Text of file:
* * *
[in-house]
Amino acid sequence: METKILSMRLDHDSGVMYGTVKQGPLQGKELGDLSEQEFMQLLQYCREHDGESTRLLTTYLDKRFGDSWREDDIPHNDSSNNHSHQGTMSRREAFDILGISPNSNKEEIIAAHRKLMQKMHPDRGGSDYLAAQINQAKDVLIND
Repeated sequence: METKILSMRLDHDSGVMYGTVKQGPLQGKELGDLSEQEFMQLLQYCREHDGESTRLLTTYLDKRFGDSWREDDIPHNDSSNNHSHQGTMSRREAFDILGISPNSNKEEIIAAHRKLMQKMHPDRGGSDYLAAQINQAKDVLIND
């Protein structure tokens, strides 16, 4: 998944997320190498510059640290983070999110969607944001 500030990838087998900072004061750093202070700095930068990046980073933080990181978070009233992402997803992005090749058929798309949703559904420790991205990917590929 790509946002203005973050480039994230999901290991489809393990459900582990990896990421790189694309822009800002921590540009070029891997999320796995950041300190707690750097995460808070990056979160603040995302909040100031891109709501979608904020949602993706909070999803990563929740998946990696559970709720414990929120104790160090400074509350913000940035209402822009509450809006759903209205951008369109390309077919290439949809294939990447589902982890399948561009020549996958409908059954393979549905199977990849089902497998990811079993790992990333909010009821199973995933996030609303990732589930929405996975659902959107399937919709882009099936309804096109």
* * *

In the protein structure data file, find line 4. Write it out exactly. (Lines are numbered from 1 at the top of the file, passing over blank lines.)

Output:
């Protein structure tokens, strides 16, 4: 998944997320190498510059640290983070999110969607944001 500030990838087998900072004061750093202070700095930068990046980073933080990181978070009233992402997803992005090749058929798309949703559904420790991205990917590929 790509946002203005973050480039994230999901290991489809393990459900582990990896990421790189694309822009800002921590540009070029891997999320796995950041300190707690750097995460808070990056979160603040995302909040100031891109709501979608904020949602993706909070999803990563929740998946990696559970709720414990929120104790160090400074509350913000940035209402822009509450809006759903209205951008369109390309077919290439949809294939990447589902982890399948561009020549996958409908059954393979549905199977990849089902497998990811079993790992990333909010009821199973995933996030609303990732589930929405996975659902959107399937919709882009099936309804096109």